Bicycles are kind of romantic. Imagine it is 1825, and bicycles just recently came to Paris. Only the richest of the rich have them, and ladies in fancy long dresses and cinnamon bun shaped hats are busy peddling about town. When you are bicycling, you are engaging in a mode of transportation and exercise that has existed for almost two hundred years. There is something very real about that. Other romantic bicycle images that come to mind are tandem cycling with a special someone, or beach cruising in flip flops during a remarkably sunny day. Perhaps all this romanticism stems from nostalgia. Memories of learning to ride are vivid. The sense of freedom when you finally ride on your own is parallel only to earning your driver’s license.
The bike ride I endured er, took on Sunday had none of these romantic notions involved.
The most biking I have done recently has been to work and back — about one mile round trip. Maybe one and a half. So when Greg and Mary invited me to join them and my brother on a bike ride, I was a bit apprehensive. However, with Tri for Fun season on the horizon, I knew it was time to start being a bit more business like about my bike. I checked the air pressure in my tires, braided my hair (essential for long-haired riders), and filled my water bottle. Ready or not, there I went.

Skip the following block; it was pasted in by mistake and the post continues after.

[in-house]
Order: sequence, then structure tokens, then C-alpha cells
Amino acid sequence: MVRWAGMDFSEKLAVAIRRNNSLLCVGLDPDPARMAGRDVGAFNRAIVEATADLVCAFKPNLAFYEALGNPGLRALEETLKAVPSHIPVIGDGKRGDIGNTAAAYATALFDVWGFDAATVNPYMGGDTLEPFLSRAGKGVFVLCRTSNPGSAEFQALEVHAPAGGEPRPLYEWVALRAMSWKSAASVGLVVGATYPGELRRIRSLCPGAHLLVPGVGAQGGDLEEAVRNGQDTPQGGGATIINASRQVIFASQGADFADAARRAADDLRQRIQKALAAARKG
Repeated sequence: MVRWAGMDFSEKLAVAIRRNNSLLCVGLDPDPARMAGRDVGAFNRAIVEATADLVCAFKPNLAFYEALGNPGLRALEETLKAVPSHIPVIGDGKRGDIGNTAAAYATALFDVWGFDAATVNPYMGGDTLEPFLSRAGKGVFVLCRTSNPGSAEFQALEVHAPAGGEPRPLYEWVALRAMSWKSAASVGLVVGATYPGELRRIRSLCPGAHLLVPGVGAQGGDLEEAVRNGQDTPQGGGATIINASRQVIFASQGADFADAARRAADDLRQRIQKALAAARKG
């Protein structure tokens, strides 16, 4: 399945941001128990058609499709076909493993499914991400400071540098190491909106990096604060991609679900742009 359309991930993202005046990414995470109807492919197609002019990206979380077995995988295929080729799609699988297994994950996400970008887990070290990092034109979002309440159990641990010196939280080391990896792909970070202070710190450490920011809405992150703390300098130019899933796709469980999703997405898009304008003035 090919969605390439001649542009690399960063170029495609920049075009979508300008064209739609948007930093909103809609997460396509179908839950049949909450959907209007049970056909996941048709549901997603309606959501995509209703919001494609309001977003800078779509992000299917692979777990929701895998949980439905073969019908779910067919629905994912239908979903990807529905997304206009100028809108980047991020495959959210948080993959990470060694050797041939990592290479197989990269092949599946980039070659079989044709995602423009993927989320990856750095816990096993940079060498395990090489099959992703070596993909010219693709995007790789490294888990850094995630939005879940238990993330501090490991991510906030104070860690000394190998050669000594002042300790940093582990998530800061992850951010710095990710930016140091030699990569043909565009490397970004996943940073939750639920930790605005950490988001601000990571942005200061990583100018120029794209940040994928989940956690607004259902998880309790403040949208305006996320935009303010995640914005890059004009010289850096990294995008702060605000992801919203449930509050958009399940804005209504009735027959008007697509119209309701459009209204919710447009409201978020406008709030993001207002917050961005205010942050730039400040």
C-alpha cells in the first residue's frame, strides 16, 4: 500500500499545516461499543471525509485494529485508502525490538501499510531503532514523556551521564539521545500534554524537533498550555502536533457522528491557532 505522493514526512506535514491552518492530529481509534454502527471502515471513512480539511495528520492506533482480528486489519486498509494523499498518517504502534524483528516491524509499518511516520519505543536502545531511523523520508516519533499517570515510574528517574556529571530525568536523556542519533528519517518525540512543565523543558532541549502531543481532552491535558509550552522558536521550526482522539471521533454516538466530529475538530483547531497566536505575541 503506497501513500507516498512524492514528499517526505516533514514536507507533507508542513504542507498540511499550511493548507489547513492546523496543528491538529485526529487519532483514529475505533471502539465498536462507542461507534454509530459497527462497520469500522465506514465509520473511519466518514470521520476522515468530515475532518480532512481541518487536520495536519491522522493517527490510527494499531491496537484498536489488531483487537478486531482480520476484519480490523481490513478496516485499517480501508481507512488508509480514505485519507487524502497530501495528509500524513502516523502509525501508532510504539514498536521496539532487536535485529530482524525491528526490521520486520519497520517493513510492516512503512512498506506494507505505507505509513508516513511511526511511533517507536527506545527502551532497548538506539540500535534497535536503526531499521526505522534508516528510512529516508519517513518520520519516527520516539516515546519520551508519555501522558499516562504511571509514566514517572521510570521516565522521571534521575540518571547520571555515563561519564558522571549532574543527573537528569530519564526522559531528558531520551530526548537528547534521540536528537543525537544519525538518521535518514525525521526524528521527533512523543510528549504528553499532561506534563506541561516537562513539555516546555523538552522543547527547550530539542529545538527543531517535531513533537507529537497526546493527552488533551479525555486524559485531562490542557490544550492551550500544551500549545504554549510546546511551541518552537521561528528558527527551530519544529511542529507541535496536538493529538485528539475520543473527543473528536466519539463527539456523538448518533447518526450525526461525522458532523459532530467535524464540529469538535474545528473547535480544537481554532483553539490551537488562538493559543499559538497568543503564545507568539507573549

We biked Redwood Road, starting from Castro Valley High School. Within the first minute, there was a hill that went pretty much straight up. I’ve run this hill several times, and never have I found it to be a daunting task. On the bike however, trying to lug my body weight plus the bike’s weight — that was a wheel of a different shape.
“Don’t worry — this is the hardest incline,” Greg told me as he peddled past, not out of breath at all.
I huffed and puffed in response, and secretly thought, “Thank God! Thank God!”
That first hill was short. Maybe a minute of peddling, two at the most, and I crested it. And the rest was going to be easier? Gold.
Fool’s Gold would have been a more accurate description of that thought. After about a mile of flat riding, we ascended a hill that had the audacity to have a sign stating that the campgrounds, our next destination, were six miles away. Six miles of uphill, varying only in steepness.
I wish I could better recount the events that followed. Let’s just say it went something like this:
Terrifyingly long downhill in which I held onto my brakes for dear life
Uphill that resembled flatland from the seat of a bike
Downhill that surprised both Mary and myself, given that we thought we had been on a flat road
Uphill even more
Downhill, again for a terrfyingly long time
My brain, even now, is muddled from the air, the adrenaline, the exertion, the dehydration, and the road at large. There were multiple moments where I sincerely believed I was going to have to walk my bike, where I wanted to walk my bike. But much like with running, if you slow down, it takes longer to get where you are going. And I wanted a cup of coffee and to sit on my couch beyond any sort of reason.
I’ll go out with Greg and Mary again, but darn it if I’m not dragging Kristin with me. I cannot be the only one feeling slightly tortured out there. Torture loves company. As does preparing for a triathlon.